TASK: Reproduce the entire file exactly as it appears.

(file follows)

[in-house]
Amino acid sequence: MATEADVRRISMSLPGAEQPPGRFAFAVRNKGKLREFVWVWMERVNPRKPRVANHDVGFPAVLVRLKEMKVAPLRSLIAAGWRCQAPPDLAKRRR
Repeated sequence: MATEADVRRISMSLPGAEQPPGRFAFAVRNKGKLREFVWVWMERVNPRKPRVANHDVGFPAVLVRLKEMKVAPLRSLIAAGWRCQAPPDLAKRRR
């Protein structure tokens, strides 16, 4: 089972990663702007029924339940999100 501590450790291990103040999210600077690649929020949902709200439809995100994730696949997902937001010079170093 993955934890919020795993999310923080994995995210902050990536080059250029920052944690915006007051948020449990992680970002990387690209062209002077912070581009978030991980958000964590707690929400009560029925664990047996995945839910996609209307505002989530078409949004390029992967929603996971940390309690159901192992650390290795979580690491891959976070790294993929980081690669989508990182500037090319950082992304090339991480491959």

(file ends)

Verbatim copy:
[in-house]
Amino acid sequence: MATEADVRRISMSLPGAEQPPGRFAFAVRNKGKLREFVWVWMERVNPRKPRVANHDVGFPAVLVRLKEMKVAPLRSLIAAGWRCQAPPDLAKRRR
Repeated sequence: MATEADVRRISMSLPGAEQPPGRFAFAVRNKGKLREFVWVWMERVNPRKPRVANHDVGFPAVLVRLKEMKVAPLRSLIAAGWRCQAPPDLAKRRR
């Protein structure tokens, strides 16, 4: 089972990663702007029924339940999100 501590450790291990103040999210600077690649929020949902709200439809995100994730696949997902937001010079170093 993955934890919020795993999310923080994995995210902050990536080059250029920052944690915006007051948020449990992680970002990387690209062209002077912070581009978030991980958000964590707690929400009560029925664990047996995945839910996609209307505002989530078409949004390029992967929603996971940390309690159901192992650390290795979580690491891959976070790294993929980081690669989508990182500037090319950082992304090339991480491959």